Your Soul is trying to fulfill a mission. What is that mission? How was this mission chosen? And how can you make sure you optimise your chances of completing your mission in this lifetime?
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Many cultures around the world accept the idea that we humans are Souls who have incarnated as material beings for a purpose. The immaterial part of us has chosen to create a material, physical opportunity for expression. A consistent thread to this idea is that Souls can incarnate many times, each life being a new possibility. In between one death and the next life, our Soul has the space to review what has been left behind, and consider what improvements might be made when we create a new life. Mostly, Jews, Christians and Muslims believe there is only one opportunity – this life you are leading right now. But reincarnation as a real possibility is built in to the Eastern religious traditions, especially for Buddhists and Hindus.
The Greek philosopher, Plato, living around two and half thousand years ago, inherited his ideas from earlier teachers. He had been a student of Pythagoras, who was a healer and a mystic, not just a mathematician, interested in theorems. Pythagoras had spent time in Egypt and had also been visited by a shaman from the Far East. This shaman was called Abaris (meaning ‘Skywalker’) and he had come to find Pythagoras to give him a golden arrow, in recognition of his divine destiny as an incarnation of the god Apollo.
Ancient inscriptions describe how Pythagoras was recognised as a pholarchos… a lord or master of dreams. He and his followers encouraged trance states, possibly by using plant medicines, but notably by spending time in ‘incubation’ – sleeping in a dark, secluded place. We would describe this as sensory deprivation. We modern seekers don’t spend time in underground caves like the Greeks. However, you might well attend a workshop and lie on the floor under a blanket, close your eyes and make an inner journey, usually guided by a teacher.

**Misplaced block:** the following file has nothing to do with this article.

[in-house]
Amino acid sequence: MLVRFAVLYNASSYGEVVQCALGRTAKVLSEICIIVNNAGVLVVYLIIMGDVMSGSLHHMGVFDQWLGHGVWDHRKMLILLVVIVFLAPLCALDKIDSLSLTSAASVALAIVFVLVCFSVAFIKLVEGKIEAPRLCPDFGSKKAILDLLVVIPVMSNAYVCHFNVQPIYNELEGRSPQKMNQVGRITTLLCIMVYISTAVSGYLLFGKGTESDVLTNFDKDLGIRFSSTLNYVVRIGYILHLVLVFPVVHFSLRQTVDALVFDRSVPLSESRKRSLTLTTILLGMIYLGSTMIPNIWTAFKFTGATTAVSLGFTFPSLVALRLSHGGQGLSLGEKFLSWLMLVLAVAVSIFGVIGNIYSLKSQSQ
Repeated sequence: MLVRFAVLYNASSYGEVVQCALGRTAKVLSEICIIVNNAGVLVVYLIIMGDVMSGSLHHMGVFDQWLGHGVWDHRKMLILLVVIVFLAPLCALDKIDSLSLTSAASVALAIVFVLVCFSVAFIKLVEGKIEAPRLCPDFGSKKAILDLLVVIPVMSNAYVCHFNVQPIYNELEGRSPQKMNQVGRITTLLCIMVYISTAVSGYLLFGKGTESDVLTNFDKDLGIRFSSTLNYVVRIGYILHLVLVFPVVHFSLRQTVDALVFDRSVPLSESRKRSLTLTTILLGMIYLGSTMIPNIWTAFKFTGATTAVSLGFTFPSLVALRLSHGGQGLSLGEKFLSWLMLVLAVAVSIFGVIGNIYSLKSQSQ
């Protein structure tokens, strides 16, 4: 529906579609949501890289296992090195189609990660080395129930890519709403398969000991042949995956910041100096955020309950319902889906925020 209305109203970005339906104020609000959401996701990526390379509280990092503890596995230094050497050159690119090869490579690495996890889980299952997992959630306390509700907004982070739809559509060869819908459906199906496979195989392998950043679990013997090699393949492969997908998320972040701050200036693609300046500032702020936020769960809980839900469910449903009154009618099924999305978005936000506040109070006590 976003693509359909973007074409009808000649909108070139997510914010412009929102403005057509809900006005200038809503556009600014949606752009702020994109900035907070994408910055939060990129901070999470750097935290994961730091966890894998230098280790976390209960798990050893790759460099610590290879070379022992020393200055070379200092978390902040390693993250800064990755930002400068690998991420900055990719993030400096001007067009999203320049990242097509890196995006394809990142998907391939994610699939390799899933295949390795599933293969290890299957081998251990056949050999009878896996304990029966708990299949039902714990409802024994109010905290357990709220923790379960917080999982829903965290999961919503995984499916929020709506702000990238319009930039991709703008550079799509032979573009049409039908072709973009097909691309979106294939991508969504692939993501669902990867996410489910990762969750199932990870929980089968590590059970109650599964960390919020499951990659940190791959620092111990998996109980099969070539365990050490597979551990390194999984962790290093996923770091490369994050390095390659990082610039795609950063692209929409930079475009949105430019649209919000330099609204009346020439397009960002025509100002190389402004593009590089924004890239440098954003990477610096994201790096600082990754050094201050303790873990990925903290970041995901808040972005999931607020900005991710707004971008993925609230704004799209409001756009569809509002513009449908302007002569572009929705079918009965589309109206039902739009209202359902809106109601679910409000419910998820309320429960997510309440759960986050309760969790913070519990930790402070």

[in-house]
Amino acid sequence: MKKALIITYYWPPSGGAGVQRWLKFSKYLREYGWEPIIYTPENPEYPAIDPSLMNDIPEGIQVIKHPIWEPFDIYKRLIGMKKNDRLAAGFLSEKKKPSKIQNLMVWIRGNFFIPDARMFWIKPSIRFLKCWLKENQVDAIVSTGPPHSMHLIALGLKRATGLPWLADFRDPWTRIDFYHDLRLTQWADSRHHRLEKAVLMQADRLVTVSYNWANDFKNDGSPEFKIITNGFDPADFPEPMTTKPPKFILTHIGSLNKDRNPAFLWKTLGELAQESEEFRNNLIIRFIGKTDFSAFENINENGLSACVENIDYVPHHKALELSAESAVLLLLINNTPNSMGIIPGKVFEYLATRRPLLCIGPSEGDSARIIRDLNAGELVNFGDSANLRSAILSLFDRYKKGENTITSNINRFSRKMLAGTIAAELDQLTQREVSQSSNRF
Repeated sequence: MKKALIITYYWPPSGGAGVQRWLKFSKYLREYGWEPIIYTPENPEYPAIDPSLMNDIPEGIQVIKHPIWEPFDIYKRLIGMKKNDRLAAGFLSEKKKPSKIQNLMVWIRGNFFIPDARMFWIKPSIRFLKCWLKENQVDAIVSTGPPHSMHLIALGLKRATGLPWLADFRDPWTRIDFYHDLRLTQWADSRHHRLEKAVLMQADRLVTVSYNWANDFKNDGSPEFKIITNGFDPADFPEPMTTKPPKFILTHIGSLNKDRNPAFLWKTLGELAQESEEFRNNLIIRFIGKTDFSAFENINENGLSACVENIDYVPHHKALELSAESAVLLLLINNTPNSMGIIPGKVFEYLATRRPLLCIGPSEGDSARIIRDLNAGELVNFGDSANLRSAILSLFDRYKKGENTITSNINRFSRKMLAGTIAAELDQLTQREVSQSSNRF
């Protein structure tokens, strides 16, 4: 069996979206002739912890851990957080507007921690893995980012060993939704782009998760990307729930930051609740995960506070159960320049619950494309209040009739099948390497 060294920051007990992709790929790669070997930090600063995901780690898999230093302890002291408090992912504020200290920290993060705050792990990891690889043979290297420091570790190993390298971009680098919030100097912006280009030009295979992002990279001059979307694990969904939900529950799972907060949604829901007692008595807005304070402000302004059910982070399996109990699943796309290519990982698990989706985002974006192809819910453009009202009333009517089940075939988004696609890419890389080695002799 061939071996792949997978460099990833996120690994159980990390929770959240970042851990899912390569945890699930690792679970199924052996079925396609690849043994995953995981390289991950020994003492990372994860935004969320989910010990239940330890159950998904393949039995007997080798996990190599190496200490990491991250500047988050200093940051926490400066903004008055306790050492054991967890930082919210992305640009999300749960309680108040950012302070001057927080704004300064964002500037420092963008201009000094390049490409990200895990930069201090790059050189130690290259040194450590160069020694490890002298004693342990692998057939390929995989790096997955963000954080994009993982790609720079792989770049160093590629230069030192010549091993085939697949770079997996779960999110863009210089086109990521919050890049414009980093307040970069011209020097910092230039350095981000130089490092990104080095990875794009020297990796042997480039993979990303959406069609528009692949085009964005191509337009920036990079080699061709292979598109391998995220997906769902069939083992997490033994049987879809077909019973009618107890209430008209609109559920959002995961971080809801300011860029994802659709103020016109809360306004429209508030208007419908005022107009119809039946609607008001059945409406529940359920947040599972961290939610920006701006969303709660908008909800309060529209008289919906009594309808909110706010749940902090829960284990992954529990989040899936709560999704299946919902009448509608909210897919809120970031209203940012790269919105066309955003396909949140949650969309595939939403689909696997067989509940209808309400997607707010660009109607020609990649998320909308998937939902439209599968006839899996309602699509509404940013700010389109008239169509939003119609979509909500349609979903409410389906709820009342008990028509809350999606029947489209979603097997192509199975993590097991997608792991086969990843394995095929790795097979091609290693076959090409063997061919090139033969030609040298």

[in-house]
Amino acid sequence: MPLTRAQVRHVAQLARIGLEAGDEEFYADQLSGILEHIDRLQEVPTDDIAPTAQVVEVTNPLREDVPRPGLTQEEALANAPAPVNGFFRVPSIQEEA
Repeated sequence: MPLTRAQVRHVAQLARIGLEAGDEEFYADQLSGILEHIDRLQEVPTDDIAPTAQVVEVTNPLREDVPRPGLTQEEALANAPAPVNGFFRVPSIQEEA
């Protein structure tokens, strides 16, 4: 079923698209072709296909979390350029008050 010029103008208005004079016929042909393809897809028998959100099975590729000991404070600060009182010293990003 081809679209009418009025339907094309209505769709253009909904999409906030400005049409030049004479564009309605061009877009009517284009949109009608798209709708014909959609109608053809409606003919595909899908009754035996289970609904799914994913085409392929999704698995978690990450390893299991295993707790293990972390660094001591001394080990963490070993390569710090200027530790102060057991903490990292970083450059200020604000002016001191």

The ancients understood that dreams are the source of wisdom and knowledge. When we understand this gift, we realise that our Western philosophers wanted to transmit real wisdom. Unfortunately, it was Plato himself, and his own student Aristotle, who failed to carry forward this magical advantage. Later philosophers – too many to mention here – also failed to understand the wisdom that Pythagoras was bringing into our culture. But Plato learned something from Pythagoras about the journey of the Soul. Possibly, Pythagoras learned what he knew from Egyptian priests, or from the Mongolian shaman, Skywalker. Perhaps he recalled his own Soul’s journey during one of his incubations. Whatever the source of this knowledge, Plato explained it in Book Ten of The Republic.
Choosing our destiny
Plato describes how some of the old heroes choose to be reborn as birds, or other non-human creatures. This is not a punishment, but a choice. It’s a very beautiful passage to read, in which the soul of Orpheus chooses to become a swan, while a swan chooses to become a human. Atalanta chooses to become a male athlete. Odysseus spends a long time looking for the life of a private and obscure man, because he doesn’t want to be burdened with so much ambition. Animals turned into humans, and into other animals, and the other way round… the unjust into the fierce, and the just into tame animals, and there were many possible combinations.
Setting up your Divine Contract
I call the arrangements we made before being born a ‘Divine Contract’. Plato has much more to tell us about what happens before we actually get born, but I’ll save that for the next blog – all about the daimon, otherwise known as your guiding angel.
To discover more about your own personal Divine Contract and how you can enable your Soul to best fulfill its requirements, you could explore my course, Grounding Your Life Purpose, either as Self-Study or with personal supervision from me. There are currently Special Offers on both versions of the course.